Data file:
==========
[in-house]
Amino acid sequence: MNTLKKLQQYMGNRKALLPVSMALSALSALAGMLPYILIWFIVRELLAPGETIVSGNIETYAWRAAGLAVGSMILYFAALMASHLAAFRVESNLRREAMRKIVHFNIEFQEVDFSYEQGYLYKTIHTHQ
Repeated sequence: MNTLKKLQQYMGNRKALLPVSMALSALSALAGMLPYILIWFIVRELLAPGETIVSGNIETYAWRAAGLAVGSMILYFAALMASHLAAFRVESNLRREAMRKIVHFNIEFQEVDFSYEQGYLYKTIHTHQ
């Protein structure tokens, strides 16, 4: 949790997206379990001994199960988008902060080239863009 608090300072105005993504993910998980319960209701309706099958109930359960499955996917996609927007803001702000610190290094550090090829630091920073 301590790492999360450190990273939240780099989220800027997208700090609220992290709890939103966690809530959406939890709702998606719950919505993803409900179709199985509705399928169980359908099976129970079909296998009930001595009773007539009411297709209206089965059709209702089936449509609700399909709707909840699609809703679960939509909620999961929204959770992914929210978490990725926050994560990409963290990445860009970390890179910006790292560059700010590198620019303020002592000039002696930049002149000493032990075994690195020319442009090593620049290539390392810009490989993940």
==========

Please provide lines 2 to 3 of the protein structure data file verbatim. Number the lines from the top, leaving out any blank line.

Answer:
Amino acid sequence: MNTLKKLQQYMGNRKALLPVSMALSALSALAGMLPYILIWFIVRELLAPGETIVSGNIETYAWRAAGLAVGSMILYFAALMASHLAAFRVESNLRREAMRKIVHFNIEFQEVDFSYEQGYLYKTIHTHQ
Repeated sequence: MNTLKKLQQYMGNRKALLPVSMALSALSALAGMLPYILIWFIVRELLAPGETIVSGNIETYAWRAAGLAVGSMILYFAALMASHLAAFRVESNLRREAMRKIVHFNIEFQEVDFSYEQGYLYKTIHTHQ